Wading through it all is like surfing the Web. There’s a lot of junk. Most of it can be ignored. And there’s more I don’t even know exists and I don’t really want to know, either. I have my select sites that I rely on. And every now and then someone says, “This site is cool,” and I check it out. And if it really is cool, it becomes a site I go back to regularly. The same rule applies to books and authors. I have authors I like, and subject matter I’m interested in, and writing styles I dig. I go back to those things. And if someone says, “Well, if you like so-and-so you’d probably like . . .” or “I read a new book about [interesting subject here],” then I might look into it. But some random person repeatedly shoving their book under my nose on Twitter probably isn’t going to sway me. In part because I’m pretty sure if/when I had/have a book to market, they wouldn’t bother with me, either. (That’s the problem with social marketing: everybody shouting and nobody listening. But that’s another topic.)

Let’s take fan fiction as an example. Years ago, fan writers had to submit their fics to fanzines devoted specifically to their chosen shows/genres. In that way, fanzine editors acted much as traditional publishers; they guarded the gates, made sure the best stories got through, or at least fixed the spelling errors. But then we came to the point where just about everyone had access to the Internet—hell, fanboys and -girls were some of the earliest adopters—and fan fiction began to pop up online. Everywhere. On collective sites like FanFiction.net, or on people’s personal sites, just . . . wherever. And it became impossible to find good fanfic any more because so much of it was just awful. (Sorry, folks, but seriously.) One had to shuffle through, or find a forum that had some recommendations, and those might or might not be any good based on whether you and whoever was making the recommendation had the same taste. (Kind of like whether you and a film critic agree; if you can find one you see eye-to-eye with, you’re in good shape following his or her recommendations on what to see—or not.)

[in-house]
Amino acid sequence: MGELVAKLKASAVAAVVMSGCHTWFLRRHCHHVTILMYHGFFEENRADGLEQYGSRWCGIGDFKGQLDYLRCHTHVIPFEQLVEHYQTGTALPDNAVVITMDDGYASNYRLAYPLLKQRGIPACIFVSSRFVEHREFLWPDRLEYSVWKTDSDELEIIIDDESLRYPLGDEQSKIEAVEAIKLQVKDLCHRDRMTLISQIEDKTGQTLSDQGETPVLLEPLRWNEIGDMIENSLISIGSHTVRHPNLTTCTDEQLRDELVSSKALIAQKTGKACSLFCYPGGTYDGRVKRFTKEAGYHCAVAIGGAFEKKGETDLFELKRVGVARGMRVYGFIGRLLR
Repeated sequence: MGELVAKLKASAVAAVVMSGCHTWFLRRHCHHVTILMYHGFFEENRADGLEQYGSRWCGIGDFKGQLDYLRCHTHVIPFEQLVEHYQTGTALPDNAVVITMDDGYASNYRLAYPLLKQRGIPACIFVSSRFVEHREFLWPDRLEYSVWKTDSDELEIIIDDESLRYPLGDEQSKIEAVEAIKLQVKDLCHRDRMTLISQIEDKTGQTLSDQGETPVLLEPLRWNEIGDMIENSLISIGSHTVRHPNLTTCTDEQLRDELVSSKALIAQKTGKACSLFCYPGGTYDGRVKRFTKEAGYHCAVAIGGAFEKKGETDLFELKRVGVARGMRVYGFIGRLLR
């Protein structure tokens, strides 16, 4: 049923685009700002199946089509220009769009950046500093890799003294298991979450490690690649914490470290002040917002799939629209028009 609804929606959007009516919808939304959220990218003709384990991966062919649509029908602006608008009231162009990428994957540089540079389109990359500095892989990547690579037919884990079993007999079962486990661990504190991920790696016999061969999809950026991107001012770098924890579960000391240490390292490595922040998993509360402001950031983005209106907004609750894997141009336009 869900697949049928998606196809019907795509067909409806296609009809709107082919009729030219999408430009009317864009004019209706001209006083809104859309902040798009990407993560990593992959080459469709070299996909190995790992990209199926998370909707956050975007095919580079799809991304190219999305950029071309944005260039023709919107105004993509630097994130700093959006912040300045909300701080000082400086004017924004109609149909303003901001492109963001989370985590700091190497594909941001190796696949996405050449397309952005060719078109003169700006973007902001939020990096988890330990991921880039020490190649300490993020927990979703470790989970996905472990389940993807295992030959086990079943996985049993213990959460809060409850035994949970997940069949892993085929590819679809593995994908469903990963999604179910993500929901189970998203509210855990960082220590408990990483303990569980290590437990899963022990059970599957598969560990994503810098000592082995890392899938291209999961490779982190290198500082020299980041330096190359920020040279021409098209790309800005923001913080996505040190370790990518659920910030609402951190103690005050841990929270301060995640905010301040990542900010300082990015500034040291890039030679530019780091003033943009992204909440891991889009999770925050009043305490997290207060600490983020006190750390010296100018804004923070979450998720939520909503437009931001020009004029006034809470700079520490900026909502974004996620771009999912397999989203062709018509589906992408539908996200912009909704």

So. Where does this leave self-publishing? Now that just about anyone can make an e-book, just like anyone can post a fanfic, it simply takes that much more work to find the good stuff. And makes it that much easier for an author and his/her work to get lost in the shuffle. I find that frustrating. Maybe because I’m not a marketing person, and so I know if I did self-publish something, it probably wouldn’t get me very far. But then again, even authors who get a traditional publisher might not get very far. It’s tough being a writer no matter which direction you go.

In the end, I wouldn’t rule out self-publishing. I’d like a few more traditionally published or produced pieces under my belt first, though. Credentials. Hey, if we’re now all in the self-marketing biz, I need to “establish my brand.” Or whatever.

Never mind. I’m going back to writing now.

Published by

M

Writer/Screenwriter

2 thoughts on “The Self-Publishing Conundrum”

  1. I’ve thought long and hard about self-publishing too. I have a few friends that do pretty good with it. They push really hard in promoting themselves too. I’m going to dip my toes in the water with it this year with some novellas. Novellas are difficult to sell to a publisher anyway. Yet I would prefer to have my novels picked up by a publisher. I’m not sure how well I’ll be able to do the self-promoting thing and keep it up as self-published authors need to do.

    1. Let me know how the novellas work out for you. (I just submitted mine to Amazon Kindle Singles, but I’m considering going the self-pub route if they turn it down.) I think it’s difficult to go out and promote yourself without becoming irritating. You really need word of mouth as opposed to doing it all yourself. Which means you need friends and family—and hopefully readers!—who will get the word out for you.